National Indoor also officially marks the end of our team’s indoor season. As outdoor season involves shooting across significantly longer distances, this marks the end of the competitive seasons for many of our team members. To those who will not be continuing into the outdoor leg of the season, congratulation on your overwhelmingly positive indoor season, rest up, and train for next season. To those who are slated to compete in our outdoor competition, good luck and keep up your training!

Until next time, fellow Trojans: shoot on!


 

P.S. For those who have been inquiring about our “So You Want to Be an Archer” series, we had to to put it on hold for indoor season. We will resume adding posts to that series in the near future as our team members return to range for summer training.

Shoot Your Hearts Out

Hello, fellow Trojans!

First and foremost, let us at TrojanArchery.com apologize for our recent lack of activities and post. It’s not because we did nothing for two weeks–let’s be honest that’s a really long time to be mourning our lack of Valentine’s Day plan. Turns out our webmaster went full nerd mode to prepare for a science conference that he is currently attending. He sends his sincerest apologies.

Secondly, on a happier and less nerdy note, we are proud to announce that the First Annual (Potentially Semesterly?) Trojan Fundraiser 600 Round was a huge success. We had a great turn out that actually overflowed our original number of spots. Thankfully the administrative team of the Pasadena Roving Archery Range was able to help us adapt and accommodate the extra archers. On top of it all, some of our own competitive members placed in the tournament; shout out Laurel Paxton, Alex Aloia, Rob Campbell, and Henry Connor for the outstanding performance in their division. The overall result spread can be found here. All in all this is a great start to a new fundraising tradition for our club. Many thanks to those in the community who participated and all of the volunteers, both from the Trojan family as well as those of the PRA, for contributing their time and effort to our cause.

Finally, we would like to proudly announce a new addition to the Trojan Archery leadership: Rob Campbell has joined the dark cabal we call the Executive Board! He will be taking on the role of team captain for our barebow division. This marks the first time that we have ever had a formal barebow team headed by a captain. We are very excited to have Rob amongst the rank of our leadership and look forward to his fatherly rallying of the barebow team. Tic-tac-toe! Tic-tac-toe!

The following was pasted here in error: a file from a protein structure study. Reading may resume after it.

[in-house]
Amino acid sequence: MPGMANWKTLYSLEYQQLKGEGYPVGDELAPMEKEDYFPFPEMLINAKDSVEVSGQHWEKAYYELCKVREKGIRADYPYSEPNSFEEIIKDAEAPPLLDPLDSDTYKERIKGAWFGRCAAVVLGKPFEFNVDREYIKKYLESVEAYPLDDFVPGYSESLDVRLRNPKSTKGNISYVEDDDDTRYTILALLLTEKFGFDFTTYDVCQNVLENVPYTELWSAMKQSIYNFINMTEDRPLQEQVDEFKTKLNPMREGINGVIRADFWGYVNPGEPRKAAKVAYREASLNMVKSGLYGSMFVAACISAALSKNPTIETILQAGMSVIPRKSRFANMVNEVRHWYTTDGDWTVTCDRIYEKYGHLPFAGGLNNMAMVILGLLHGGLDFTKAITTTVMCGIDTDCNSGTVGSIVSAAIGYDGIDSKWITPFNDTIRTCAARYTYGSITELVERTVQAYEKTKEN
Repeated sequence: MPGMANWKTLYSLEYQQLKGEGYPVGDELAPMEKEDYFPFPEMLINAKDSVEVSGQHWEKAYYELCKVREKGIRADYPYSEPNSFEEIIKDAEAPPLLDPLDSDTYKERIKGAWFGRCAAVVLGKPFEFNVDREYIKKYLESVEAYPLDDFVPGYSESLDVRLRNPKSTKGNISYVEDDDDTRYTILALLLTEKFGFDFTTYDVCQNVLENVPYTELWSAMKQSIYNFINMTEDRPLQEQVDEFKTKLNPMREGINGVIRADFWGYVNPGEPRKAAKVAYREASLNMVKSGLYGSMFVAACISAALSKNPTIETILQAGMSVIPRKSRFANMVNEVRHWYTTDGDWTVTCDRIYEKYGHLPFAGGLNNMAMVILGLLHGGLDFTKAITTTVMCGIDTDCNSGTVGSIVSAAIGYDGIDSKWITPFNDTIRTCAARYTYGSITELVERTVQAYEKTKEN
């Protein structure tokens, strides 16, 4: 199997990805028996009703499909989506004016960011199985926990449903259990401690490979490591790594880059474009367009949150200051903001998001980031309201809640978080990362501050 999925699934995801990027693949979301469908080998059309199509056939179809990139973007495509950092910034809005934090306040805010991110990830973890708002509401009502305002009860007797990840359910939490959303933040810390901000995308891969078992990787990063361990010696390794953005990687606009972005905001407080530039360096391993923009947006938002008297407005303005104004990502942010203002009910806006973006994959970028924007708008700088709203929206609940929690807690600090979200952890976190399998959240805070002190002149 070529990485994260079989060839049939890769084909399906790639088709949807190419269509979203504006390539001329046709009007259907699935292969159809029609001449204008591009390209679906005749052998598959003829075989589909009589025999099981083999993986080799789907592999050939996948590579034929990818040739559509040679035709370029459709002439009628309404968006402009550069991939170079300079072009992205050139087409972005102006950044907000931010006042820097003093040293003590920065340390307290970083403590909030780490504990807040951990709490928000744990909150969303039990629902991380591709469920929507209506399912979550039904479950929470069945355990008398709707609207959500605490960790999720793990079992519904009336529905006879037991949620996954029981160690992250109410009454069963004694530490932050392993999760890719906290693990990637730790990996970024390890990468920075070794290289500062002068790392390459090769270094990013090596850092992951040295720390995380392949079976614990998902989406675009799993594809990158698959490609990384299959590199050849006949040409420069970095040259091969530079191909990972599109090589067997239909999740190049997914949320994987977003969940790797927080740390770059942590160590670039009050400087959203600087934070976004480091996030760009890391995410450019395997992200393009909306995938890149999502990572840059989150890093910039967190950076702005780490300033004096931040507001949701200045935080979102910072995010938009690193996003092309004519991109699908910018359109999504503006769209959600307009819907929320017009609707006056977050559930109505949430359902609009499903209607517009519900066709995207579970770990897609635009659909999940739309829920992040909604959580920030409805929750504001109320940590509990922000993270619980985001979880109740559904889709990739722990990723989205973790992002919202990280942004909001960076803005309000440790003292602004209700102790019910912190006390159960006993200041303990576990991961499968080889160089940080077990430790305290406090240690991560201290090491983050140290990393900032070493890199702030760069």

Until next time fellow Trojans, shoot on!

P.S. We also would like to wish you a belated Valentine’s Day and a Happy Lunar New Year. We’d make a post about it, but it’s not an official University holiday. So in lieu of an actual holiday post, we offer you a small glimpse into the aftermath of Valentine’s Day in a small town called Night Vale.

Tic-Tac-Toe!

This past weekend, we here at Trojan Archery kicked off our 2018 competition season at the Southern California Collegiate Indoor Invitational at the Easton Archery Center for Excellence in Chula Vista.

For a lack of better words, it went off like gangbusters. Based on the point system used by the judges Trojan Archery was second in men’s recurve, third in women’s and men’s barebow, and fourth in women’s recurve. Congratulations to the members who took home individual awards this weekend.

  • Dan Kwasniewski (Bronze overall in men’s recurve)
  • George Park (First place in second men’s recurve flight)
  • Hei Leong (First place in fourth men’s recurve flight)
  • Alex Aloia and Robert Campbell (Bronze overall in barebow mixed team).

In the mix of it all, we got to witness our own underdog story during the mixed team rounds. Believe us when we say that the journey to that bronze in mixed team was tumultuous. Since he tells it better than we can, here is Coach Jim’s recounting of events

In many ways, this is an incredible start for our competition season. This is the first time in our club history where we fielded a barebow team. It is also the first time in three years that Trojan Archery has taken home medals at a large competitive event. With the success of this competition in our belt, we will keep pushing ourselves to improve, bring home more victories throughout the rest of this season, and confuse more people with our non sequitur team chants. Check out the photos below.

 

 

Many thanks to all of the competitive members for their strong showing at the shoot, our coaching staff: Terri, Jim, and Brian, and all those who have been cheering us on and supporting the club through its rebuilding.

Until next time, fellow Trojans: shoot on and save the bees!


P.S. Our competition season is only just starting we would greatly appreciate your support of the club. To donate to our competitive team, please check out our crowdfunding page at the link below.

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Trojan Archery Ignite Page

Ringing in the Spring 2018 Semester

As a part of our fundraising effort for this competition season, Trojan Archery is hosting a tournament, and we want you (YES, YOU!) to participate and spread the word! The tournament will be held on Sunday, February 4th at the Pasadena Roving Archers Main Range. The registration is $30 and will go towards helping our competitive team cover the cost of travel and lodging for the 2018 competition season.